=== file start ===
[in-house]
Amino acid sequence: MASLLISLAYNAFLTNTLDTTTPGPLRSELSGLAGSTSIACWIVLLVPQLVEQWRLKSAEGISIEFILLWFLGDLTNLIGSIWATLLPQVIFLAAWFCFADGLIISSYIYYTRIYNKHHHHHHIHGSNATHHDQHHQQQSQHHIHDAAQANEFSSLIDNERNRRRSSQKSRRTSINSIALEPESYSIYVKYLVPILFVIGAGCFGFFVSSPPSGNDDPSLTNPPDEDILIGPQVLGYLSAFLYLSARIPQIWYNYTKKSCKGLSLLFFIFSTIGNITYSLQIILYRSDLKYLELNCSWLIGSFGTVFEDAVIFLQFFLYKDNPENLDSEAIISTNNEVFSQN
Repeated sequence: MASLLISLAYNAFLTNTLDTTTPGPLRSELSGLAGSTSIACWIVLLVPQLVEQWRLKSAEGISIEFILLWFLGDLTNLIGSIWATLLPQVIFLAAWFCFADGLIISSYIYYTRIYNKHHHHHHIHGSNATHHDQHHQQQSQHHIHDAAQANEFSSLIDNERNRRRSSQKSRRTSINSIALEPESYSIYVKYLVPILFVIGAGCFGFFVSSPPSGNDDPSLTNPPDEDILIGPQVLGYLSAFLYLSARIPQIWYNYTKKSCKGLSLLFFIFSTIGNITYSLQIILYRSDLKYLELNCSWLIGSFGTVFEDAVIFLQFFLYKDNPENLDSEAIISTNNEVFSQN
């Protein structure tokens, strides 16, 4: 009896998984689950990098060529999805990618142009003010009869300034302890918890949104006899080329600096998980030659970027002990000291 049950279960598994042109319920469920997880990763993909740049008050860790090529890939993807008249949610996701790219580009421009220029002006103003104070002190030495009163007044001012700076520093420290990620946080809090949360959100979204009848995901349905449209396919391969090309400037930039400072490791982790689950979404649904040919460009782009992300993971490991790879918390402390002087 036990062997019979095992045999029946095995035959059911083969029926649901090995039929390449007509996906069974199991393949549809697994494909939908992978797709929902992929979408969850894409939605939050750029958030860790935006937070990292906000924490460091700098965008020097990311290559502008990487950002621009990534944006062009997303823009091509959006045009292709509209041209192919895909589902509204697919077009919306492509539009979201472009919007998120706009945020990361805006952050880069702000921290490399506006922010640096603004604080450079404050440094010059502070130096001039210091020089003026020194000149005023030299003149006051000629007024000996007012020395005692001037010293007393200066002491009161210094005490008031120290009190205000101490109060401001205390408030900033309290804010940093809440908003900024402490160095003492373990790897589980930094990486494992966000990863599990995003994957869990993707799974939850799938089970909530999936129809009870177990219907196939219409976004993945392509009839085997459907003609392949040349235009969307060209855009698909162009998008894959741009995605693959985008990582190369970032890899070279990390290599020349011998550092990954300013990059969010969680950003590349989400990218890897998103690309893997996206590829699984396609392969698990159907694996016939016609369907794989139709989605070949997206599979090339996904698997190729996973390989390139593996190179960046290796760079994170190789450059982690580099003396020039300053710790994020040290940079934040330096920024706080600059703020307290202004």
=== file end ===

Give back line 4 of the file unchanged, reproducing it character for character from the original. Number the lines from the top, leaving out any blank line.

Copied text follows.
């Protein structure tokens, strides 16, 4: 009896998984689950990098060529999805990618142009003010009869300034302890918890949104006899080329600096998980030659970027002990000291 049950279960598994042109319920469920997880990763993909740049008050860790090529890939993807008249949610996701790219580009421009220029002006103003104070002190030495009163007044001012700076520093420290990620946080809090949360959100979204009848995901349905449209396919391969090309400037930039400072490791982790689950979404649904040919460009782009992300993971490991790879918390402390002087 036990062997019979095992045999029946095995035959059911083969029926649901090995039929390449007509996906069974199991393949549809697994494909939908992978797709929902992929979408969850894409939605939050750029958030860790935006937070990292906000924490460091700098965008020097990311290559502008990487950002621009990534944006062009997303823009091509959006045009292709509209041209192919895909589902509204697919077009919306492509539009979201472009919007998120706009945020990361805006952050880069702000921290490399506006922010640096603004604080450079404050440094010059502070130096001039210091020089003026020194000149005023030299003149006051000629007024000996007012020395005692001037010293007393200066002491009161210094005490008031120290009190205000101490109060401001205390408030900033309290804010940093809440908003900024402490160095003492373990790897589980930094990486494992966000990863599990995003994957869990993707799974939850799938089970909530999936129809009870177990219907196939219409976004993945392509009839085997459907003609392949040349235009969307060209855009698909162009998008894959741009995605693959985008990582190369970032890899070279990390290599020349011998550092990954300013990059969010969680950003590349989400990218890897998103690309893997996206590829699984396609392969698990159907694996016939016609369907794989139709989605070949997206599979090339996904698997190729996973390989390139593996190179960046290796760079994170190789450059982690580099003396020039300053710790994020040290940079934040330096920024706080600059703020307290202004």